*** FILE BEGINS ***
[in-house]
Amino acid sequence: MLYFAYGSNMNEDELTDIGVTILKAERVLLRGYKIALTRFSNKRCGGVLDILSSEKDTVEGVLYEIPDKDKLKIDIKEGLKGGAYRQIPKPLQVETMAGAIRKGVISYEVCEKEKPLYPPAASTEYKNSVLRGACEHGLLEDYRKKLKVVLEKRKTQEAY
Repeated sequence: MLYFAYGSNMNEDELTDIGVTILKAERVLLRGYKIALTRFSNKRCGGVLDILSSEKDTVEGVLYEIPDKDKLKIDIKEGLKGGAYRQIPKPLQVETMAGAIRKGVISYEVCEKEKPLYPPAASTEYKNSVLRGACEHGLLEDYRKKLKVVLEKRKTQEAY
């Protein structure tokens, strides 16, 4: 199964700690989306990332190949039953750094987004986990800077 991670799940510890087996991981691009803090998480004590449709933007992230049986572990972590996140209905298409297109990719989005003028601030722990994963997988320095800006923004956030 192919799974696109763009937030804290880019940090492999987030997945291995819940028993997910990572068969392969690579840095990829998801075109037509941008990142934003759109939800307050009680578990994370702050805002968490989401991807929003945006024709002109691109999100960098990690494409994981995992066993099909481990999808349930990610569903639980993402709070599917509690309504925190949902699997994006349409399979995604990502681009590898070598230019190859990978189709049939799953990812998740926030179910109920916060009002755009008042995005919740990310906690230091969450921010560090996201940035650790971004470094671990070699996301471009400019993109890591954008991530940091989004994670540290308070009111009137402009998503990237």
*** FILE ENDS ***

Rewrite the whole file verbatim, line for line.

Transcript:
[in-house]
Amino acid sequence: MLYFAYGSNMNEDELTDIGVTILKAERVLLRGYKIALTRFSNKRCGGVLDILSSEKDTVEGVLYEIPDKDKLKIDIKEGLKGGAYRQIPKPLQVETMAGAIRKGVISYEVCEKEKPLYPPAASTEYKNSVLRGACEHGLLEDYRKKLKVVLEKRKTQEAY
Repeated sequence: MLYFAYGSNMNEDELTDIGVTILKAERVLLRGYKIALTRFSNKRCGGVLDILSSEKDTVEGVLYEIPDKDKLKIDIKEGLKGGAYRQIPKPLQVETMAGAIRKGVISYEVCEKEKPLYPPAASTEYKNSVLRGACEHGLLEDYRKKLKVVLEKRKTQEAY
């Protein structure tokens, strides 16, 4: 199964700690989306990332190949039953750094987004986990800077 991670799940510890087996991981691009803090998480004590449709933007992230049986572990972590996140209905298409297109990719989005003028601030722990994963997988320095800006923004956030 192919799974696109763009937030804290880019940090492999987030997945291995819940028993997910990572068969392969690579840095990829998801075109037509941008990142934003759109939800307050009680578990994370702050805002968490989401991807929003945006024709002109691109999100960098990690494409994981995992066993099909481990999808349930990610569903639980993402709070599917509690309504925190949902699997994006349409399979995604990502681009590898070598230019190859990978189709049939799953990812998740926030179910109920916060009002755009008042995005919740990310906690230091969450921010560090996201940035650790971004470094671990070699996301471009400019993109890591954008991530940091989004994670540290308070009111009137402009998503990237």